Assistant Professor, Biology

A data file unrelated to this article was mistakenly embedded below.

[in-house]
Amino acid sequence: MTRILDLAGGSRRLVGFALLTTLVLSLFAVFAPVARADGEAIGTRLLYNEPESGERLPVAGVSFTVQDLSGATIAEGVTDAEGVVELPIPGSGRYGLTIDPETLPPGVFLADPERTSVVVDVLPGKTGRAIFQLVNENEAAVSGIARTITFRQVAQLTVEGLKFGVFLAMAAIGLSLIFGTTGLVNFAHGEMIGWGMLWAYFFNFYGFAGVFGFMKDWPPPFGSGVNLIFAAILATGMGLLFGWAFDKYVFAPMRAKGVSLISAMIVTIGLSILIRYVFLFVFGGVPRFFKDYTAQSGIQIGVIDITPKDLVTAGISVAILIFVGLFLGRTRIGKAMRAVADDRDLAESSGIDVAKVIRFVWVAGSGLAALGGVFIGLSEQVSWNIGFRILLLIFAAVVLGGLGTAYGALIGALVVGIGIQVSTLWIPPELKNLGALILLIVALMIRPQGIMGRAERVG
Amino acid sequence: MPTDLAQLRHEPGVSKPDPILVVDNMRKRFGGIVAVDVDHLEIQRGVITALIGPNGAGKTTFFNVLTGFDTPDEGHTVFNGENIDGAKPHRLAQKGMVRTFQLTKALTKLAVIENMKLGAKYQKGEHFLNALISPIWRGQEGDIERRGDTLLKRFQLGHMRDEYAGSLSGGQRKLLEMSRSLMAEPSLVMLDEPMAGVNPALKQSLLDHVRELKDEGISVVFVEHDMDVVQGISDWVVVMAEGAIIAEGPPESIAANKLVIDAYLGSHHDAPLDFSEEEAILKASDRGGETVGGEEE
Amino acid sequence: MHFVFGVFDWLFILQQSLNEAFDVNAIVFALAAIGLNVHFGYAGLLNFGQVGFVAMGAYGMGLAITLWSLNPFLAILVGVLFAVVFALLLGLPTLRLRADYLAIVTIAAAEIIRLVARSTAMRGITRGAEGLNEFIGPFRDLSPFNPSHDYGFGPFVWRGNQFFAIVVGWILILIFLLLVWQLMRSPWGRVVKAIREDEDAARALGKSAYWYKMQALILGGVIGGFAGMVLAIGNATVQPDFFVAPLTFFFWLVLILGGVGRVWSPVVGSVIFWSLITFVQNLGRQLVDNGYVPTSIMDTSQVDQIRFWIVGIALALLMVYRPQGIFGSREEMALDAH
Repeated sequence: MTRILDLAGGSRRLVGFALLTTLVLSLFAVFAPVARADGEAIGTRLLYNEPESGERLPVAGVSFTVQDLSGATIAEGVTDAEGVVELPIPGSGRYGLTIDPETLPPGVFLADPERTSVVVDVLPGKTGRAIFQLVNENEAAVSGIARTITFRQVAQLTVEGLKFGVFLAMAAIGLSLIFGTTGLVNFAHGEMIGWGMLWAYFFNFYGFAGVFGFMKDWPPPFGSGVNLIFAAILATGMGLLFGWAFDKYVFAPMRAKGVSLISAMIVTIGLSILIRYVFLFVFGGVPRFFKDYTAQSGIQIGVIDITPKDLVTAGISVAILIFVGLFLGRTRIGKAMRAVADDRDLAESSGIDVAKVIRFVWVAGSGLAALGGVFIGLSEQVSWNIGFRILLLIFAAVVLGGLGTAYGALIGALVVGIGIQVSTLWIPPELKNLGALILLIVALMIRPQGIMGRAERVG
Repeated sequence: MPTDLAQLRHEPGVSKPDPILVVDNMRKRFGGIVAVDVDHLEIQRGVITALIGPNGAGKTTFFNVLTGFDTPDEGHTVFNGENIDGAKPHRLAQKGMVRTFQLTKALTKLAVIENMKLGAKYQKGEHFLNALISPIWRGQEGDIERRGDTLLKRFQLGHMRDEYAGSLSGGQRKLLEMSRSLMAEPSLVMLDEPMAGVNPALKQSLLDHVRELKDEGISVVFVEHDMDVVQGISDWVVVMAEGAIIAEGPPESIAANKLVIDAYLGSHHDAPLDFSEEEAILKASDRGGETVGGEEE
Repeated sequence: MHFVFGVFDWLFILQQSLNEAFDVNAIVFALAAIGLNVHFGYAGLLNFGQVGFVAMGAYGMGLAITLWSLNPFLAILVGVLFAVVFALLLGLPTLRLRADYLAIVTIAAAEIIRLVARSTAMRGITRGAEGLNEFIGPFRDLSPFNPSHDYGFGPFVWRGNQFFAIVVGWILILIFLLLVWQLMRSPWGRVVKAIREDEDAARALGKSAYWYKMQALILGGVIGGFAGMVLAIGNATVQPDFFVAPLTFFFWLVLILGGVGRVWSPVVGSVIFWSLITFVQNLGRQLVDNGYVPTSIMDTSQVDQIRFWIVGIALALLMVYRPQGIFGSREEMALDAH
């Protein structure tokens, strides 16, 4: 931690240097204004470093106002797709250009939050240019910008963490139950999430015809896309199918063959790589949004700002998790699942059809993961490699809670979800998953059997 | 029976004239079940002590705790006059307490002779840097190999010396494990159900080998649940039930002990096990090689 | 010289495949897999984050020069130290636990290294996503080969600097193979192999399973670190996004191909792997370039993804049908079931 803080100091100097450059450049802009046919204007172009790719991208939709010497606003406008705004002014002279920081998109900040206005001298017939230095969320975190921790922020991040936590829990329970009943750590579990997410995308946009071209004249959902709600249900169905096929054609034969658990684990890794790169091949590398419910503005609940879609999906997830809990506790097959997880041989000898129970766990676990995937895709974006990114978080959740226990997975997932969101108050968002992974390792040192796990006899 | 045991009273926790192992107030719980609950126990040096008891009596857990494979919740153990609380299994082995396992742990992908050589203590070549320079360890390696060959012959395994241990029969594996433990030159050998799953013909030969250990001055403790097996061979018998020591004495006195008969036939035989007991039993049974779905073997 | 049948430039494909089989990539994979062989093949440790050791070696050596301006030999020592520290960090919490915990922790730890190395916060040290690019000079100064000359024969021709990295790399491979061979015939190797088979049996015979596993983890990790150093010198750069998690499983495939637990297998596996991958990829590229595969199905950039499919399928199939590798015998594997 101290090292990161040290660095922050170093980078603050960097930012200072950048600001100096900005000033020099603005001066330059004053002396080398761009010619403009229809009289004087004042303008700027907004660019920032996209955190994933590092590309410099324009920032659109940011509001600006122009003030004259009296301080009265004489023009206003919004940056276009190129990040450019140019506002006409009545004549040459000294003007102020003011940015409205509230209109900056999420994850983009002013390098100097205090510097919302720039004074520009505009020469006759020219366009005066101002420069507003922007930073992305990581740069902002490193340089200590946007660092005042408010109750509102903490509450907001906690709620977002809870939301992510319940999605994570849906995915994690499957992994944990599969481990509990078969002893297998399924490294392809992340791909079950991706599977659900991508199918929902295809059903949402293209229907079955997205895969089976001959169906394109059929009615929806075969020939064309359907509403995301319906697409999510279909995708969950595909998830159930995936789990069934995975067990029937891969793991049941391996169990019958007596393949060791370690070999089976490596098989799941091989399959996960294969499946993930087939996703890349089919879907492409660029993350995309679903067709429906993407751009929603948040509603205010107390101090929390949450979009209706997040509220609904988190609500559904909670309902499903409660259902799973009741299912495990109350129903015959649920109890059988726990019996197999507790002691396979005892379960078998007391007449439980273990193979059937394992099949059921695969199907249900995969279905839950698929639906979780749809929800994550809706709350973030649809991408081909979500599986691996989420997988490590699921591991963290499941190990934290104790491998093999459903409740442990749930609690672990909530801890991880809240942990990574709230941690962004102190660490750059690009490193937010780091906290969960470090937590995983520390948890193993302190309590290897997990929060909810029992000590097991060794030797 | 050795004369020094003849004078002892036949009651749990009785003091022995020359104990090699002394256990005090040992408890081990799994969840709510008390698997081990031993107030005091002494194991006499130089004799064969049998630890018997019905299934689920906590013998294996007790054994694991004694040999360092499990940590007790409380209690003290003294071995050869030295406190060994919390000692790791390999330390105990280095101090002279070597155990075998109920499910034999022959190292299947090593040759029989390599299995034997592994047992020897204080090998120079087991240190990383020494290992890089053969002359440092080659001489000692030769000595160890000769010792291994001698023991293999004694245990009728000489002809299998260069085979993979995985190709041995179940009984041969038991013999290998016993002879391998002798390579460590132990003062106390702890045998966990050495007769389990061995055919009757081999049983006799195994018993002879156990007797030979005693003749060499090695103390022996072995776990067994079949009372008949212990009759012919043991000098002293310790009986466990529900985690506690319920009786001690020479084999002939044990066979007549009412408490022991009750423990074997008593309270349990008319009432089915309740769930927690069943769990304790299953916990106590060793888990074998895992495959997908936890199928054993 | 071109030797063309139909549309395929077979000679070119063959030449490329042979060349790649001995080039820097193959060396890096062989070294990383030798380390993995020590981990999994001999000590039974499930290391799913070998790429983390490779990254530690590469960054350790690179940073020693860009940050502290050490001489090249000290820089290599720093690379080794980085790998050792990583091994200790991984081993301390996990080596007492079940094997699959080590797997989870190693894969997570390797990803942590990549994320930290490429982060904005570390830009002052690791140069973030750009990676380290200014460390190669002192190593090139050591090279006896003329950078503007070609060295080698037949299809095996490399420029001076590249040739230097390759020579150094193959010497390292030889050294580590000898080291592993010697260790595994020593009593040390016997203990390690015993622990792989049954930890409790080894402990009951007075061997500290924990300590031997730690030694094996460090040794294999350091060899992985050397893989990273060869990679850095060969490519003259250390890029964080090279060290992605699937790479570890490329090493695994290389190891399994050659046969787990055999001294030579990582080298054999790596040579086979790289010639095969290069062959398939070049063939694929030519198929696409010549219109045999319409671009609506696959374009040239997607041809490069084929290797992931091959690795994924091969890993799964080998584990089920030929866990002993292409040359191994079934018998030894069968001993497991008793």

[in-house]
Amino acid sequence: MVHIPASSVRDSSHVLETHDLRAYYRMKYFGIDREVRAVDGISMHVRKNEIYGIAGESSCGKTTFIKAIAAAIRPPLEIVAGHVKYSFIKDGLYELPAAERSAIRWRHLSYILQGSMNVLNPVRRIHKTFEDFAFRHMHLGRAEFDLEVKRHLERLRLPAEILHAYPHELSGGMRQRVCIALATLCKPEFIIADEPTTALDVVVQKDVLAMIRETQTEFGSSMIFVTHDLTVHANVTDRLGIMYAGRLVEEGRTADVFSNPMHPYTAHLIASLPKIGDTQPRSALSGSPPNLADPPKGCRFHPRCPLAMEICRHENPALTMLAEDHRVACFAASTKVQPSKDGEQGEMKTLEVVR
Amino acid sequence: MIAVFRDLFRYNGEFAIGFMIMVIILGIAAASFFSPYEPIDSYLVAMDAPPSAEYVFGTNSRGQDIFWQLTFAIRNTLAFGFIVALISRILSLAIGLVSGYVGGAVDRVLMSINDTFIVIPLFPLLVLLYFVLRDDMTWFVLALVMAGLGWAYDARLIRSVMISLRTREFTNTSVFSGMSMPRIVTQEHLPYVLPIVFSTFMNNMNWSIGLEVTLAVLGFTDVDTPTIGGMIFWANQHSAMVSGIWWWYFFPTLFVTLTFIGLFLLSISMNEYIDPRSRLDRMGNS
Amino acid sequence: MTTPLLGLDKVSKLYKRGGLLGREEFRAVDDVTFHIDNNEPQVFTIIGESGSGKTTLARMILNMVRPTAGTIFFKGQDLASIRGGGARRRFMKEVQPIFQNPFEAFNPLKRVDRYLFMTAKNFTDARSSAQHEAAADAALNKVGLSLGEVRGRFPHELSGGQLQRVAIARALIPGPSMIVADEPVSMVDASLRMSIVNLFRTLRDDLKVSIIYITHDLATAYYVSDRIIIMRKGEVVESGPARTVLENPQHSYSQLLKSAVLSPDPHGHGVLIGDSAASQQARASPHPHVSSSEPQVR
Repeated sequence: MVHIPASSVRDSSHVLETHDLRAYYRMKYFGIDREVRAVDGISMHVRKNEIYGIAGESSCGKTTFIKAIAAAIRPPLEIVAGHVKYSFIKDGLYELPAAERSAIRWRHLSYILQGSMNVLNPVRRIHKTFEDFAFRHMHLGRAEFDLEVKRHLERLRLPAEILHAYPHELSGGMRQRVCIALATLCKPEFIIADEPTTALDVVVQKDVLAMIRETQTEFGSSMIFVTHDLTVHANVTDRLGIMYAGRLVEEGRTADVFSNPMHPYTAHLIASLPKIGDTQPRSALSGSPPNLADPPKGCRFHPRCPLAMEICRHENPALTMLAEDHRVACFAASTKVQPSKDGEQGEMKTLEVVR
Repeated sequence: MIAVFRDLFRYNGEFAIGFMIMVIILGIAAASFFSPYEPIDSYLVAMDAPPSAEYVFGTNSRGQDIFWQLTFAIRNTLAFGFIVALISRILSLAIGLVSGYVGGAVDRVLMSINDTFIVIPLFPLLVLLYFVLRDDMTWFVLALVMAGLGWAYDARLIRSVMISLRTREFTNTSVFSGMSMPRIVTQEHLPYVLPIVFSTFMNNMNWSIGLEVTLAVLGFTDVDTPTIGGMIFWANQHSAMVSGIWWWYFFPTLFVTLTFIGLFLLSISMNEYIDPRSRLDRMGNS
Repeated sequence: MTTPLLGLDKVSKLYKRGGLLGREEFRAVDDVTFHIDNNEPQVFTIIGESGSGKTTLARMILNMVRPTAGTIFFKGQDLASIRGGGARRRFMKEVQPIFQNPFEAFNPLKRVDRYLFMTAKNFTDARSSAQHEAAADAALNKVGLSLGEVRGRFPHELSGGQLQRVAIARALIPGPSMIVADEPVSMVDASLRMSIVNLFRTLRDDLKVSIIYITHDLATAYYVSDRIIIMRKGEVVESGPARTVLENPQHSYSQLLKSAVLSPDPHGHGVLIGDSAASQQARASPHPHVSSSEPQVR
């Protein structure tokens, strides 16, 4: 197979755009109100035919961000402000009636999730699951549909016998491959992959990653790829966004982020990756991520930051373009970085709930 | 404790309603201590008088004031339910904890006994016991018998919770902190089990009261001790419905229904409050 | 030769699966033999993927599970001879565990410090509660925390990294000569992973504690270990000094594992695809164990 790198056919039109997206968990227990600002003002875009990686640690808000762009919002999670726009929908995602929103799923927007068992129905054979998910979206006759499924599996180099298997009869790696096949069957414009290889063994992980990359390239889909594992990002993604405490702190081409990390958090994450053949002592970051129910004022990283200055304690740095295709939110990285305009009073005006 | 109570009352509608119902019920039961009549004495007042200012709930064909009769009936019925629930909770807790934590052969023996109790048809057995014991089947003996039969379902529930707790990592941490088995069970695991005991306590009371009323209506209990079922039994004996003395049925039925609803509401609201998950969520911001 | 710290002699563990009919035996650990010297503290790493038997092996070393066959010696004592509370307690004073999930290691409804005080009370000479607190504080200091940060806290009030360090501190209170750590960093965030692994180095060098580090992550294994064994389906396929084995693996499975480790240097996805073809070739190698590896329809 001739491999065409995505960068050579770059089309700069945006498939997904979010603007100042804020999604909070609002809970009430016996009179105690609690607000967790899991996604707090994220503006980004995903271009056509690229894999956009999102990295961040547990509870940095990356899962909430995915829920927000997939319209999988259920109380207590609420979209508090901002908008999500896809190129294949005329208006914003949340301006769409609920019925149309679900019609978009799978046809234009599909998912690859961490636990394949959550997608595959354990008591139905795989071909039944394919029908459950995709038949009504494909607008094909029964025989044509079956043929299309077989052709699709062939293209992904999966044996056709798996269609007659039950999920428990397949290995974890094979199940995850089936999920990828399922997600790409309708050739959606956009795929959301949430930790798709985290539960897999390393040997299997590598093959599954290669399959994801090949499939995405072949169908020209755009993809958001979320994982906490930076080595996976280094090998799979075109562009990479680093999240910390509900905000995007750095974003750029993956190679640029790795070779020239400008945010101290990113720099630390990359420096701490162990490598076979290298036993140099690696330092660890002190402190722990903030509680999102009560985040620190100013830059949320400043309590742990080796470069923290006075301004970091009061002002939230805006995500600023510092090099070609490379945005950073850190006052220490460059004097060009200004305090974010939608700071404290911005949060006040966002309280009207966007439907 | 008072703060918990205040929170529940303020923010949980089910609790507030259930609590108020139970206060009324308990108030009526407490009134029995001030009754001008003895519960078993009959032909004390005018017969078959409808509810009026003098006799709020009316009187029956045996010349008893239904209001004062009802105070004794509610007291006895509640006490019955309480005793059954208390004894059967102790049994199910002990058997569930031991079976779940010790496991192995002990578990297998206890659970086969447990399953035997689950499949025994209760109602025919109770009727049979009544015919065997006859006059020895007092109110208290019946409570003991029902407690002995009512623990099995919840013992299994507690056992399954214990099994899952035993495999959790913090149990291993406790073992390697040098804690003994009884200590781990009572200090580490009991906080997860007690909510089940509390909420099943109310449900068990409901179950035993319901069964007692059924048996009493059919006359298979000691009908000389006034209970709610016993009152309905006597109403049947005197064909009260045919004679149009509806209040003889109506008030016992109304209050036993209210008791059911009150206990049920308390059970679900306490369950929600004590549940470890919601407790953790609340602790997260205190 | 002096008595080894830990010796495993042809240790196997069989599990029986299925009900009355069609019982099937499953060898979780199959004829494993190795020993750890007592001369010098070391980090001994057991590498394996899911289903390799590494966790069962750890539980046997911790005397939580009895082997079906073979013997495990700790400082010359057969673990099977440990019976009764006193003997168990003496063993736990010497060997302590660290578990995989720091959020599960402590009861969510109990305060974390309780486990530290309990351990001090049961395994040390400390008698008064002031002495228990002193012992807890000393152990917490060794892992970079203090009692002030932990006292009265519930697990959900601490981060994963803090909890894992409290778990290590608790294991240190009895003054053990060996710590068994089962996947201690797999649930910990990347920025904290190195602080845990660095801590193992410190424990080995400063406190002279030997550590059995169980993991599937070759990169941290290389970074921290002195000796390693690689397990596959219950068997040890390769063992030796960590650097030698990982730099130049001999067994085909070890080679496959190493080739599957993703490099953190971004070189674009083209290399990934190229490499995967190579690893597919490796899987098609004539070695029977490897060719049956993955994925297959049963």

Much of the work inside cells is carried out by large macromolecular protein complexes. Though biological research continues to provide important insight into the structure and function of these complexes, a considerable gap exists in understanding how these complexes are assembled in the first place. Closing this knowledge gap is key because protein complex assembly provides an important, if underappreciated, means by which cells can regulate function. Moreover, targeting protein complex assembly could provide a novel means of pharmacologically targeting protein complex function, thereby opening up new avenues for drug design. The proteasome is a large intracellular machine responsible for the ultimate degradation of the majority of intracellular proteins. Proteasomal degradation impacts virtually every cellular process, from the cell cycle, to differentiation, to apoptosis. Moreover, targeted destruction removes damaged or misfolded proteins, which may otherwise interfere with normal cellular function. Research in my laboratory aims to understand how the proteasome itself is assembled. We are interested in determining how the regulation of proteasome assembly can be a means to regulate not just proteasome function itself, but also the myriad of other processes that the proteasome is involved in. My laboratory is also interested in designing novel experimental systems to study proteasome assembly in vivo and in vitro, with a long-term goal of developing assays that will enable us to screen for proteasome assembly inhibitors. We use biochemical, molecular and cell biological, as well as genetic techniques to address our experimental questions, using the yeast Saccharomyces cerevisiae as a model organism. Ultimately, the lessons learned from studying proteasome assembly can shed light on the assembly of other multi-protein complexes as well.